TALLINN – According to the Organization for Economic Cooperation and Development (OECD), Estonia has done well handling the economic shocks caused by the pandemic and is expected to see continued economic growth, whereas risks to the outlook for the economy are posed mainly by the war initiated by Russia and high inflation.
In its economic forecast on Estonia published on Tuesday, the OECD says that while the Estonian economy recovered to the pre-pandemic level in 2021, in the future this trend will stop due to the war initiated by Russia in Ukraine
"After a very robust expansion in 2021, GDP growth is expected to slow to 1.3 percent in 2022 and 1.8 percent in 2023, owing to the war in Ukraine. Household purchasing power is suffering as inflation far outpasses nominal wage growth. Export opportunities are expected to shrink, which, together with reduced confidence, will weaken investment," the OSCD said.
It said the gradual drawdown of savings accumulated during the pandemic and in individual pension funds, as well as the inflow of EU funds, will support the economy. Unemployment is expected to increase, as a large number of refugees are entering the country and not all of them are likely to find jobs immediately.
Economic growth will be supported by the deployment of euro funds and the Recovery and Resilience Facility. However, the outlook for growth is under threat from high inflation, driven by food and energy prices.
The OECD notes that interest rates are too low to tame Estonia's high inflation, thus making it important to tightly target fiscal spending to refugees and the most vulnerable, building defense capacity and investing in energy infrastructures, to avoid stoking inflationary pressures further.
The strong rebound in activity is amplifying the lack of suitable labor despite unemployment, underscoring entrenched skill mismatches. Pandemic-induced stricter border controls and administrative hurdles have also led to a lack of foreign workers to help fill the gap, notably in the digital and construction sectors.
According to the OECD, there is room to make anti-poverty transfers more effective and better targeted in Estonia. Introducing in-work benefits, which currently do not exist, could reduce
poverty while making work pay more. Reducing employees' social security contributions for low wage earners would also reduce poverty by strengthening employment, notably for low wage earners and young workers.
Estonia's gender pay gap remains one of the highest in the OECD, despite progress in recent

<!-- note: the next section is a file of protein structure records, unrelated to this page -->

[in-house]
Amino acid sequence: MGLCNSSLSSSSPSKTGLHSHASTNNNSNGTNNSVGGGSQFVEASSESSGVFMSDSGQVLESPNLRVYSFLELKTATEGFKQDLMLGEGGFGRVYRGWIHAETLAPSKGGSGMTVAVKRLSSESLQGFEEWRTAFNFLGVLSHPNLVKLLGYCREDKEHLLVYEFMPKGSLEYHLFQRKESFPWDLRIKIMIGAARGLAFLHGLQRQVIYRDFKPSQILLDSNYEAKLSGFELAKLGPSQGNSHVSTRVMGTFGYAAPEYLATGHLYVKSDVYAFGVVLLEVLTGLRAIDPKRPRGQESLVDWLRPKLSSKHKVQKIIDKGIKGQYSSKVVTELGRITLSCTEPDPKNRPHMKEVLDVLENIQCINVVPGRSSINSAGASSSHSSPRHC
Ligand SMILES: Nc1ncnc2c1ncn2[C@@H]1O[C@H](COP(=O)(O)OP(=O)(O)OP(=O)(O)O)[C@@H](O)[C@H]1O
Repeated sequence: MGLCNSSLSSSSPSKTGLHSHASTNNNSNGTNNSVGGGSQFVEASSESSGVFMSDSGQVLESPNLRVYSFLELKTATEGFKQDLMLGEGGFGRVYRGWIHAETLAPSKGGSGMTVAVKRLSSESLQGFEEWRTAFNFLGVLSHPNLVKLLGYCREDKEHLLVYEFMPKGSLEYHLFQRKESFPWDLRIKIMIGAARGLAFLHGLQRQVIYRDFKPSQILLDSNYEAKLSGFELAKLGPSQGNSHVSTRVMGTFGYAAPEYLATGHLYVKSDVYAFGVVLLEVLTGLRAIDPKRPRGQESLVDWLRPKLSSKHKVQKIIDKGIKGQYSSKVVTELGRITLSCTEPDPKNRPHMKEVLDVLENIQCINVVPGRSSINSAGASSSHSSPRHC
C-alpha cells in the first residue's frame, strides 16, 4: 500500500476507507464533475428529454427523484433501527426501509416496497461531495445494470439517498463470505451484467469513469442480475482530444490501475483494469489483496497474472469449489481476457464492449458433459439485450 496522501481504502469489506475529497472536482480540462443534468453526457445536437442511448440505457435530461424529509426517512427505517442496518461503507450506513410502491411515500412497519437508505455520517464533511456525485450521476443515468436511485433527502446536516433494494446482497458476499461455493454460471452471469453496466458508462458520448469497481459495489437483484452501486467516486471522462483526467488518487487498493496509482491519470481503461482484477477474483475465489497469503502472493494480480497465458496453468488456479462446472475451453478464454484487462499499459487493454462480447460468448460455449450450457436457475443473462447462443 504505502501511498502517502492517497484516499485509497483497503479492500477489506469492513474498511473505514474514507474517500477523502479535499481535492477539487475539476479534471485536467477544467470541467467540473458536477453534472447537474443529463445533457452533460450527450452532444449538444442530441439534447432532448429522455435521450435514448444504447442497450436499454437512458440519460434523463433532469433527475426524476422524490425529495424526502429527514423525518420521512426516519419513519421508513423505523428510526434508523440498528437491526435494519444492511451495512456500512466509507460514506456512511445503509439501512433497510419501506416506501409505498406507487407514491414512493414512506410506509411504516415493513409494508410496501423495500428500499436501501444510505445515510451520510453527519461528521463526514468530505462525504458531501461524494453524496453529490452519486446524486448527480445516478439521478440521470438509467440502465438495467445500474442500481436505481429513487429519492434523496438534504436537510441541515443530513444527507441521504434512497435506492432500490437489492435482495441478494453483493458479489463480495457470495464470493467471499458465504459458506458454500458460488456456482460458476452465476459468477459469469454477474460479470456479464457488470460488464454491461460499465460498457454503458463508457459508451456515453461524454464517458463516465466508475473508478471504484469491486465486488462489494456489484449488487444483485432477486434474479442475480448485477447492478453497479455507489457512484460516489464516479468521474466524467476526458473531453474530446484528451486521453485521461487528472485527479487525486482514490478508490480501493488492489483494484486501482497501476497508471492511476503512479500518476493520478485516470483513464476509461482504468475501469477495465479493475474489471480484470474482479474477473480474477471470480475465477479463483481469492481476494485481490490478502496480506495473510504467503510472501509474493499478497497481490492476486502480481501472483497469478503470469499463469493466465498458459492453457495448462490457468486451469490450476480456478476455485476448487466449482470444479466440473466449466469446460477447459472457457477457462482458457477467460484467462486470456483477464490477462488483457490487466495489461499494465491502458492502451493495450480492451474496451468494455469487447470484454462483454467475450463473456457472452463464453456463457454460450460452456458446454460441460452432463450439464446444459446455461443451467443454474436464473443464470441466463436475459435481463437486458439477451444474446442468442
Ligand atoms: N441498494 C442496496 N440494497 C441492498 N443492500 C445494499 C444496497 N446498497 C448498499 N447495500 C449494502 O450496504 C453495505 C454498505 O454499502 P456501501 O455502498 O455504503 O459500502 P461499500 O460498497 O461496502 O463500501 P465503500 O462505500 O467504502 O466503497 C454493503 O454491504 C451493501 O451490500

years. In this context, the OECD recommends that the amendments reinforcing the implementation of the equal pay principle that were abolished in 2019 should be re-introduced.
To prepare for future challenges -- notably climate change and ageing -- tax reform options that do not jeopardize the efficiency of the tax mix could be discussed. In the long term, population ageing will increase health and pension spending. Reducing carbon emissions and adapting to climate change will require more public investment. One option is to review the taxation of corporate income, which is among the lowest in the OECD.
In particular, Estonia could examine the benefits obtained from the preferential 14 percent corporate tax regime granted to companies that distribute dividends regularly. This new regime should be evaluated to assess its merits regarding investment and entrepreneurship,
compared to its cost. Furthermore, Estonia could discuss whether the new land valuation, to be carried out in 2022, is an opportunity to also evaluate the stock of housing and business properties and then expand the property tax base beyond land.
Estonia has a relatively carbon intensive economy among OECD countries. Oil shale is prevalent in Estonia’s energy supply although the share of renewable energy has been consistently rising. Highly concentrated in the north-eastern region of Estonia, the oil shale industry is being gradually phased out. This transformation will have a significant economic and social impact on the East-Viru region, which the government seeks to mitigate with good governance, targeted active labor market policies, income support and strengthened regional development policies.
Public investment in research and development, focused on more environment-related issues, should be increased and the deployment of new and innovative low-carbon technologies in
the private sector should be supported, the OECD finds.
The data on which the recommendations are based have been collected in the main part before Russia's aggression against Ukraine, which may be why, according to the Estonian Ministry of Finance, some of the recommendations may need to be reassessed.